You might be thinking, “Wait, isn’t that what a performance review is for?” Unfortunately, performance management – or, as it has also been called, “performance review” has long had a negative connotation attached to it, when, really, it should be a positive and constructive experience. In fact, through my years of HR experience, I have seen how powerful and profitable a good performance management strategy can be for small businesses. (more…)
As you can see, at the Payroll Department we focus on the key fundamentals in HR services. And the topic of job descriptions is definitely a key fundamental in HR matters for both employees and employers. There are three basic core benefits when it comes to creating a solid job description. (more…)
As a small business owner, you’ve probably heard that Indiana and other states are at will employment states. But do you really understand what that means you are allowed to do or not do when it comes to terminating employees? Even in this area of your payroll process, The Payroll Department can help with information you need.
Basically, at will employment means you can terminate an employee with or without cause, at any time, without adverse legal consequences. However, you cannot terminate an employee for illegal reasons. Additionally, you don’t have to provide advance notice of termination. For example, at-will employers can:
Promote and demote employees.
Make unannounced pay and benefits cuts. As long as the pay cut doesn’t take the employee’s wage below applicable federal or state minimum wage.
Reduce paid time off.
Change work schedules – limiting hours or requiring on-call work.
Set your own policies.
Alternatively, employees can leave a job at any time, with or without a reason, without legal recriminations, too.
However, there are state and federal exceptions to this law. You cannot terminate employment for any of the following reasons:
Discrimination or harassment based on race, gender, national origin, religion, age (40 and older) and disability. This discrimination may occur before, during or at the end of employee’s
Retaliation against employees who complain about discrimination or harassment toward themselves or others, or within the company, or who participate in an agency or court proceeding concerning discrimination or harassment.
Jury duty attendance.
Filing or threatening to file a worker’s compensation claim or claim for unpaid wages.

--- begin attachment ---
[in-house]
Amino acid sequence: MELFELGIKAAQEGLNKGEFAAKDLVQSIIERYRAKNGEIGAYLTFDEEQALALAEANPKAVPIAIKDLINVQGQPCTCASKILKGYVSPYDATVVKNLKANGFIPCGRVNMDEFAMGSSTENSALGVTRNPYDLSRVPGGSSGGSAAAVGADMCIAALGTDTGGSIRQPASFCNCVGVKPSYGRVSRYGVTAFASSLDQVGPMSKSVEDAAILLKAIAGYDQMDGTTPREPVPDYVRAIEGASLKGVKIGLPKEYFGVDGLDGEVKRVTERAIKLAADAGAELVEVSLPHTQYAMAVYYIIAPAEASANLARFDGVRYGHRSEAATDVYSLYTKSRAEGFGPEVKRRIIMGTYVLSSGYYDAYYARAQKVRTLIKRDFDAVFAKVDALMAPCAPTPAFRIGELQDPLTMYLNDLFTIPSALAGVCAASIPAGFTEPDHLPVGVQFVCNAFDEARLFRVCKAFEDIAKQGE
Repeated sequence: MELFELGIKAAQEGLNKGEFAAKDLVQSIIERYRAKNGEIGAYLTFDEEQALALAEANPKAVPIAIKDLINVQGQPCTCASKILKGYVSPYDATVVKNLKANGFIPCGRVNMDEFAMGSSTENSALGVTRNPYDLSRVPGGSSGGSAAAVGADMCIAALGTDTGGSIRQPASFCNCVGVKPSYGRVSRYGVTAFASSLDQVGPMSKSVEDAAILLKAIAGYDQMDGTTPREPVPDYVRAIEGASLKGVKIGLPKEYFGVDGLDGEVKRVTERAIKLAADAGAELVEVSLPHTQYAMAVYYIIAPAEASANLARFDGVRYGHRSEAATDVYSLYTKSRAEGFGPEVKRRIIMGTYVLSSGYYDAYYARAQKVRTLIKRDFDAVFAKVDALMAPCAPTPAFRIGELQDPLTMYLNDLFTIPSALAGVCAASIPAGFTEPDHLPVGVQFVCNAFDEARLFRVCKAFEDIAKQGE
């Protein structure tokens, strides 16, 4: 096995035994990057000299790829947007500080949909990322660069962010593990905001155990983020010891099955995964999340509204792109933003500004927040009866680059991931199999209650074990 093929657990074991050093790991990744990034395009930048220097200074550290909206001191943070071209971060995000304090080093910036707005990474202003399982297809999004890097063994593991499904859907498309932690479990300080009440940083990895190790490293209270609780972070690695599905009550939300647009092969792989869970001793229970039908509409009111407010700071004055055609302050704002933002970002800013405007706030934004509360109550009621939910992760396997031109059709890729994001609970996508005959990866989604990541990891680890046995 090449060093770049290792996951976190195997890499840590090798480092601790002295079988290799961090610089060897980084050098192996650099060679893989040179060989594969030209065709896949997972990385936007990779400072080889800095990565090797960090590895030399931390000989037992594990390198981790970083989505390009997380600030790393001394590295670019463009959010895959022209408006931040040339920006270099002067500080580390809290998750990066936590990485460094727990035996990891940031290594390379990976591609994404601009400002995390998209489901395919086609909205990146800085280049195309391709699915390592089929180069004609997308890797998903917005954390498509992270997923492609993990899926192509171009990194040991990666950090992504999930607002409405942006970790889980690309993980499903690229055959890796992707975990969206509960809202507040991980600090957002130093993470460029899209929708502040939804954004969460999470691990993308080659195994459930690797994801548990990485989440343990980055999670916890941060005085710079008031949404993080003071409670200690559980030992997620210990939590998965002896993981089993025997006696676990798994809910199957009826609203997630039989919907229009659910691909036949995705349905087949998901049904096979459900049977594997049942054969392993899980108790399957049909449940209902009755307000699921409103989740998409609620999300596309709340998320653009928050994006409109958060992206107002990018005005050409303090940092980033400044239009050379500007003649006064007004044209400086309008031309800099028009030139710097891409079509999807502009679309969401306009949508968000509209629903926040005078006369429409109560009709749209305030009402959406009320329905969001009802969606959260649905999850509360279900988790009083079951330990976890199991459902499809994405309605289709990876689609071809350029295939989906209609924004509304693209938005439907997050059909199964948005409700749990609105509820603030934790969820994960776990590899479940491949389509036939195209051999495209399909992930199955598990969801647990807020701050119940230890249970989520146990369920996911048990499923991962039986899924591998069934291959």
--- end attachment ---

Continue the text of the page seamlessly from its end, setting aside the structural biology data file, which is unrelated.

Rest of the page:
Refusing to perform an illegal act, such as refusing to drive a truck that exceeds legal weight limits, or reporting illegal activity.
Additionally, you cannot terminate an employee at will if:
The employee has an employment contract which states the employee is employed for a set time period, or outlines specific situations or employee actions that may lead to termination for cause. Reasons for-cause termination may include poor employee performance, employee misconduct or economic necessity.
The employee is covered by a collective bargaining agreement that specifies the employee can only be terminated for cause.
The employee gave up job protected status with their former employer to work for you.
As a small business owner, you’re probably more knowledgeable in the actual running of your company rather than every local, state and federal law concerning employment, payroll and taxes. Therefore, to avoid errors that can lead to substantial fines and penalties, consider hiring The Payroll Department. As an experienced payroll services provider, we can handle your payroll and payroll taxes for you, so you can get back to managing your business.
As a small business owner, you know a couple of life lessons. One lesson is that the pressure is definitely on, as in every day, all day long. And the second lesson is about employees, keeping track of them, training them, keeping them happy. That responsibility alone can feel about as easy as herding cats. (more…)
One of the most difficult decisions for a small business owner is hiring employees. It’s not just finding the right person for the position or wondering if the company is financially ready.
No, one of the biggest fears is the knowledge that the company has to follow federal, state and local labor laws; unemployment insurance (SUTA), social security and Medicare (FICA) and the income taxes and all the rules around that. It’s a scary proposition, that’s for sure. (more…)